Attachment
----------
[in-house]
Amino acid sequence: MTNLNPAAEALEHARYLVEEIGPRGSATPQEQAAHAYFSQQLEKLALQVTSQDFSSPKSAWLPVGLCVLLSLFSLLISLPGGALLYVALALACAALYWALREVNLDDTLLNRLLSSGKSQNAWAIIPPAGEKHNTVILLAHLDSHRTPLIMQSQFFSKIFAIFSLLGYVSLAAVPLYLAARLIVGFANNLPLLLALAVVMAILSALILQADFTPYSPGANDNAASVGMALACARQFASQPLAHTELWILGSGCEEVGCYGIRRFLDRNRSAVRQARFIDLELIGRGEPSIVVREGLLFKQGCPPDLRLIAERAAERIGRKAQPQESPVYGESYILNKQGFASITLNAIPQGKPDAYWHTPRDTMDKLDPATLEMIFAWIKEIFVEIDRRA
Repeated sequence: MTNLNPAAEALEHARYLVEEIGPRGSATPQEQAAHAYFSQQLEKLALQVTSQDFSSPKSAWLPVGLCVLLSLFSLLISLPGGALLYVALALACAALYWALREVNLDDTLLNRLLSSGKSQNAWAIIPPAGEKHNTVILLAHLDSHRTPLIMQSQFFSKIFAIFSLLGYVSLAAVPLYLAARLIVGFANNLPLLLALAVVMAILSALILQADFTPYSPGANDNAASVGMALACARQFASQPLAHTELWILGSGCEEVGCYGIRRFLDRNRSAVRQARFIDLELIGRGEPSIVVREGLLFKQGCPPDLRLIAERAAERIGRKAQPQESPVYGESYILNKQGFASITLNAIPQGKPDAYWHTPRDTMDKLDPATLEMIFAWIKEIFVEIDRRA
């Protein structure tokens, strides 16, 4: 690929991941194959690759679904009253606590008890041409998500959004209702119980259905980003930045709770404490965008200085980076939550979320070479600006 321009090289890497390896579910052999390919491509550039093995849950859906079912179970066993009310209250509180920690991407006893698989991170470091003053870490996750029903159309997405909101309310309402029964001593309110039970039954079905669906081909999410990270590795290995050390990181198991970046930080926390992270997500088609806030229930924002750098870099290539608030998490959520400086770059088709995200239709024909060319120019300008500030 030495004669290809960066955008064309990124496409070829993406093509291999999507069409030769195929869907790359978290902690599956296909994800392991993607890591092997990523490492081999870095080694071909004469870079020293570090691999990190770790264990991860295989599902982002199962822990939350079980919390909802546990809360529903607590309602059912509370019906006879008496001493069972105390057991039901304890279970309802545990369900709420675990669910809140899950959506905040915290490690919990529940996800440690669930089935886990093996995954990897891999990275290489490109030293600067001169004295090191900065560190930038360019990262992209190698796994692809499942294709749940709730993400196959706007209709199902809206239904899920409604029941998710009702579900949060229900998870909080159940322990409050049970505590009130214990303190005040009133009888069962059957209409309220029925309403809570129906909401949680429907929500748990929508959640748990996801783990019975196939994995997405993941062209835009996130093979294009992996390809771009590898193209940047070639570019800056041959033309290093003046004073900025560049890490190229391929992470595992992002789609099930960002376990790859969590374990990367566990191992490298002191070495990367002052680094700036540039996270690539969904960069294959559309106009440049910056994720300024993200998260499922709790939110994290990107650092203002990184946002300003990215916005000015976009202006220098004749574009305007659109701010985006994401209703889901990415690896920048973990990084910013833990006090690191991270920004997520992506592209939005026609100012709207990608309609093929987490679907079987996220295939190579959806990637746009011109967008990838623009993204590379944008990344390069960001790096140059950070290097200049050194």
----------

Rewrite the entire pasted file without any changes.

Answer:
[in-house]
Amino acid sequence: MTNLNPAAEALEHARYLVEEIGPRGSATPQEQAAHAYFSQQLEKLALQVTSQDFSSPKSAWLPVGLCVLLSLFSLLISLPGGALLYVALALACAALYWALREVNLDDTLLNRLLSSGKSQNAWAIIPPAGEKHNTVILLAHLDSHRTPLIMQSQFFSKIFAIFSLLGYVSLAAVPLYLAARLIVGFANNLPLLLALAVVMAILSALILQADFTPYSPGANDNAASVGMALACARQFASQPLAHTELWILGSGCEEVGCYGIRRFLDRNRSAVRQARFIDLELIGRGEPSIVVREGLLFKQGCPPDLRLIAERAAERIGRKAQPQESPVYGESYILNKQGFASITLNAIPQGKPDAYWHTPRDTMDKLDPATLEMIFAWIKEIFVEIDRRA
Repeated sequence: MTNLNPAAEALEHARYLVEEIGPRGSATPQEQAAHAYFSQQLEKLALQVTSQDFSSPKSAWLPVGLCVLLSLFSLLISLPGGALLYVALALACAALYWALREVNLDDTLLNRLLSSGKSQNAWAIIPPAGEKHNTVILLAHLDSHRTPLIMQSQFFSKIFAIFSLLGYVSLAAVPLYLAARLIVGFANNLPLLLALAVVMAILSALILQADFTPYSPGANDNAASVGMALACARQFASQPLAHTELWILGSGCEEVGCYGIRRFLDRNRSAVRQARFIDLELIGRGEPSIVVREGLLFKQGCPPDLRLIAERAAERIGRKAQPQESPVYGESYILNKQGFASITLNAIPQGKPDAYWHTPRDTMDKLDPATLEMIFAWIKEIFVEIDRRA
């Protein structure tokens, strides 16, 4: 690929991941194959690759679904009253606590008890041409998500959004209702119980259905980003930045709770404490965008200085980076939550979320070479600006 321009090289890497390896579910052999390919491509550039093995849950859906079912179970066993009310209250509180920690991407006893698989991170470091003053870490996750029903159309997405909101309310309402029964001593309110039970039954079905669906081909999410990270590795290995050390990181198991970046930080926390992270997500088609806030229930924002750098870099290539608030998490959520400086770059088709995200239709024909060319120019300008500030 030495004669290809960066955008064309990124496409070829993406093509291999999507069409030769195929869907790359978290902690599956296909994800392991993607890591092997990523490492081999870095080694071909004469870079020293570090691999990190770790264990991860295989599902982002199962822990939350079980919390909802546990809360529903607590309602059912509370019906006879008496001493069972105390057991039901304890279970309802545990369900709420675990669910809140899950959506905040915290490690919990529940996800440690669930089935886990093996995954990897891999990275290489490109030293600067001169004295090191900065560190930038360019990262992209190698796994692809499942294709749940709730993400196959706007209709199902809206239904899920409604029941998710009702579900949060229900998870909080159940322990409050049970505590009130214990303190005040009133009888069962059957209409309220029925309403809570129906909401949680429907929500748990929508959640748990996801783990019975196939994995997405993941062209835009996130093979294009992996390809771009590898193209940047070639570019800056041959033309290093003046004073900025560049890490190229391929992470595992992002789609099930960002376990790859969590374990990367566990191992490298002191070495990367002052680094700036540039996270690539969904960069294959559309106009440049910056994720300024993200998260499922709790939110994290990107650092203002990184946002300003990215916005000015976009202006220098004749574009305007659109701010985006994401209703889901990415690896920048973990990084910013833990006090690191991270920004997520992506592209939005026609100012709207990608309609093929987490679907079987996220295939190579959806990637746009011109967008990838623009993204590379944008990344390069960001790096140059950070290097200049050194």